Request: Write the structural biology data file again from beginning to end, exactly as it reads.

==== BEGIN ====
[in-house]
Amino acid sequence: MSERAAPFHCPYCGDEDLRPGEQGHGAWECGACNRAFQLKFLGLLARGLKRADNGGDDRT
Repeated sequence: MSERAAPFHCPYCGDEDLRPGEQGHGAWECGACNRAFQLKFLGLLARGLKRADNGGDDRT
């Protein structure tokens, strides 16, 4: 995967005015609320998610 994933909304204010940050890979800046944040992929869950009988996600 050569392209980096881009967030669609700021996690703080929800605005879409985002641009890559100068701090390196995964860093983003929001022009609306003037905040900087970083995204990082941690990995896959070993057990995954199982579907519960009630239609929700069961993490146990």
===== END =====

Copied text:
[in-house]
Amino acid sequence: MSERAAPFHCPYCGDEDLRPGEQGHGAWECGACNRAFQLKFLGLLARGLKRADNGGDDRT
Repeated sequence: MSERAAPFHCPYCGDEDLRPGEQGHGAWECGACNRAFQLKFLGLLARGLKRADNGGDDRT
């Protein structure tokens, strides 16, 4: 995967005015609320998610 994933909304204010940050890979800046944040992929869950009988996600 050569392209980096881009967030669609700021996690703080929800605005879409985002641009890559100068701090390196995964860093983003929001022009609306003037905040900087970083995204990082941690990995896959070993057990995954199982579907519960009630239609929700069961993490146990």